"It is new ground, very unusual, it is something we try to avoid," Swedish justice official in charge of the Assange case, Cecilia Riddselius, told The Guardian.
Riddselius explained that the talks would go ahead on Monday because "a decision was taken to actually raise it to the level of the cabinet."
She told the publication that Ann Linde, State secretary to Minister for Home Affairs Anders Ygeman at the Ministry of Justice, would open negotiations on behalf of the Swedish authorities.
Riddselius said that while ministerial non-interference in individual cases is a "strict rule" in the Swedish legal system under normal circumstances, a "political decision" had been made in the Assange case.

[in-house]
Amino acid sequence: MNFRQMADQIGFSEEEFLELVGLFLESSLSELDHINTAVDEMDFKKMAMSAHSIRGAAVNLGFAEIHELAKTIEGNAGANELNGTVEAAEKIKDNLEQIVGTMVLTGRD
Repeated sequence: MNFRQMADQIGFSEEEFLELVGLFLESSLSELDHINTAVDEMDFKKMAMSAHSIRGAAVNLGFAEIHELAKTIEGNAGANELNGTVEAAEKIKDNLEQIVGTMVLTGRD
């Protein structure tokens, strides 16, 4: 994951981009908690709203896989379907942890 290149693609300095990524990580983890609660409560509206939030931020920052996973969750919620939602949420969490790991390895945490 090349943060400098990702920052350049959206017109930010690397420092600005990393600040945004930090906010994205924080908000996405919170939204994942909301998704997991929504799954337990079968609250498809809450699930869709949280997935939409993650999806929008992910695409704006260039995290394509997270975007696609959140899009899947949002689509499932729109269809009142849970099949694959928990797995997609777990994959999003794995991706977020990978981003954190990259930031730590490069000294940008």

"We have agreed to what the Ecuadorians asked for. It was a political decision to have this discussion," she told the daily.
Assange played a key role in uncovering a global surveillance network, in which the communications of high-level politicians, diplomatic missions, businesses and ordinary citizens were intercepted by US and UK intelligence services.